To test an idea scientifically, you should aim to have an experimental condition that you can compare to a control. So for example, if you want to see if food coloring helps your flowers grow faster, you’d want to grow the same kind of flowers without food coloring for comparison. Now, setting up experimental conditions isn’t so tough when you’re talking about small plants in a flowerbed, but what if you’re interested in something that could only be observed in some of the most extreme conditions in the universe? Maybe something like the nature of gravity in ultra-dense neutron stars? In that case, you may need to get lucky and find PSR J0337+1715, a star system apparently ready-made for exactly those kinds of questions.
Different types of dying stars
The unfortunately-named PSR J0337+1715 is a triple star system some 4,200 light years from Earth. Two of these stars are white dwarfs, meaning they’re the decaying cores of larger stars from long ago. They no longer have the temperatures needed to enable nuclear fusion and push their mass outwards, and as such are collapsing back into themselves. This means that a white dwarf with the mass of our Sun would be only have the volume of Earth, making these stars significantly more dense than what’s in our solar system, although a lot of their shrinkage is thanks to material being lost altogether.
While this is clearly different from our Sun, in the case of PSR J0337+1715 the white dwarfs are providing the normal baseline for researchers’ observations. The neutron star, on the other hand, is where the major questions lie. Instead of slowly degrading like a white dwarf, a neutron star is the result of a much larger star collapsing all at once. It packs a lot more mass into a lot less space, leaving it with an incredible density, gravitational and magnetic fields. The gravitational field is so strong that an object falling from three feet above a neutron star’s surface would instantly fall at over three million miles per hour while also being spaghettified due to tidal forces. There was also a chance that these extremes would cause the whole neutron star to interact with gravity as a whole in a different way than less-dense objects, such as some conveniently-positioned white dwarf stars.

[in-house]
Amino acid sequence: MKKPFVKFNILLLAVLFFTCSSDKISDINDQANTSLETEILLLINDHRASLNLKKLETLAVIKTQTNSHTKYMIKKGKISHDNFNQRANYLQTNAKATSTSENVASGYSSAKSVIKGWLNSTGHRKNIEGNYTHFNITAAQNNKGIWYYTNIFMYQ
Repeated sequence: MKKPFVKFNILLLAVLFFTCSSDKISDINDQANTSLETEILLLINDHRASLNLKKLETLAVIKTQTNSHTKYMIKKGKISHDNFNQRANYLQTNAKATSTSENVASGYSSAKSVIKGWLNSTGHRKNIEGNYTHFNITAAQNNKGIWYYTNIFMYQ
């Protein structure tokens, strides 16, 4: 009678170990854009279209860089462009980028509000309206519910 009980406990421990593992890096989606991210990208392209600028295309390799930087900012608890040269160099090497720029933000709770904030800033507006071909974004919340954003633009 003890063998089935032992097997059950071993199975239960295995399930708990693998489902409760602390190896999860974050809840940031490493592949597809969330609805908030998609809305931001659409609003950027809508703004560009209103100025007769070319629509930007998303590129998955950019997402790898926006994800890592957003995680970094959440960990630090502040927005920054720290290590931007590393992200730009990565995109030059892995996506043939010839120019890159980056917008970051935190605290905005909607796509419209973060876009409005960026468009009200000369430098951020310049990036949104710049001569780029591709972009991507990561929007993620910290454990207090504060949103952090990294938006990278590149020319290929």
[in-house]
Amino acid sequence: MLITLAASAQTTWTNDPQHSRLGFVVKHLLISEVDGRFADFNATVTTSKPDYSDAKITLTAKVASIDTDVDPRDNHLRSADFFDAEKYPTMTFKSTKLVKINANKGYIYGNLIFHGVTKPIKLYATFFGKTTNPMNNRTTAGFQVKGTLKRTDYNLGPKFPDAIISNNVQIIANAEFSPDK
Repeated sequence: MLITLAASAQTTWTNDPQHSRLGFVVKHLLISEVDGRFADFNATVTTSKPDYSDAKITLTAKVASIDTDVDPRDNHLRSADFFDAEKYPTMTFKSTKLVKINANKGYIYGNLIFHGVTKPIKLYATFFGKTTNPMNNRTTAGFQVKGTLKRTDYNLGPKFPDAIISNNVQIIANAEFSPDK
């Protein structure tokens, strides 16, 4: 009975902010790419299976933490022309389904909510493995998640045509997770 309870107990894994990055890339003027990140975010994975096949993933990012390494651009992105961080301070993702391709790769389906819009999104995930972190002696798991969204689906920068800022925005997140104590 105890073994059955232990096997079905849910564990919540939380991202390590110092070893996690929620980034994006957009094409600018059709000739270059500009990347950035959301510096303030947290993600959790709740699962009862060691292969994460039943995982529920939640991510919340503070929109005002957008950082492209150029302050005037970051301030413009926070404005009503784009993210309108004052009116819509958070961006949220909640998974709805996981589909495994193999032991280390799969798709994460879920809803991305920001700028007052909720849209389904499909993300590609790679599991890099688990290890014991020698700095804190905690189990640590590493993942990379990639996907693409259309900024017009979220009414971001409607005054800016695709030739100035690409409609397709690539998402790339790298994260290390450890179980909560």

Detailed tracking of next to no deviation
As it happened, the neutron star of PSR J0337+1715 is paired with one of the white dwarf stars in its orbit around the second white dwarf. This means that researchers could track how both each of these dead stars moved around the same object, looking for differences in their acceleration that would point a difference in how gravity was affecting the neutron star. If that weren’t convenient enough, this particular neutron star was actually a pulsar, meaning it was emitting a strong blast of radio waves 366 times per second. This broadcast could then be used like a tracking device, allowing the Green Bank Telescope to follow the neutron star’s movement with incredible fidelity. Even though it was over 4,000 light years away, the neutron star’s location could be tracked to within a few hundred feet. While they couldn’t say that the neutron star’s orbit behaved in absolutely the same manner as its white dwarf partner, researchers could at least be confident any variation would be less than three parts per million.
As perfect as this triple star system was for measuring this kind of movement in a neutron star, none of this data is particularly surprising. While there have been proposals that super-dense objects like neutron stars would bend the rules of gravity, the observations from PSR J0337+1715 basically support predictions Albert Einstein made in his general theory of relativity. Known as the Equivalence Principle, the idea is that all objects interact with gravity in the same way, even if the mass involved is dense enough to crush and strip an object into goo at over three million miles an hour.
Source: Even phenomenally dense neutron stars fall like a feather by Green Bank Observatory, Science Daily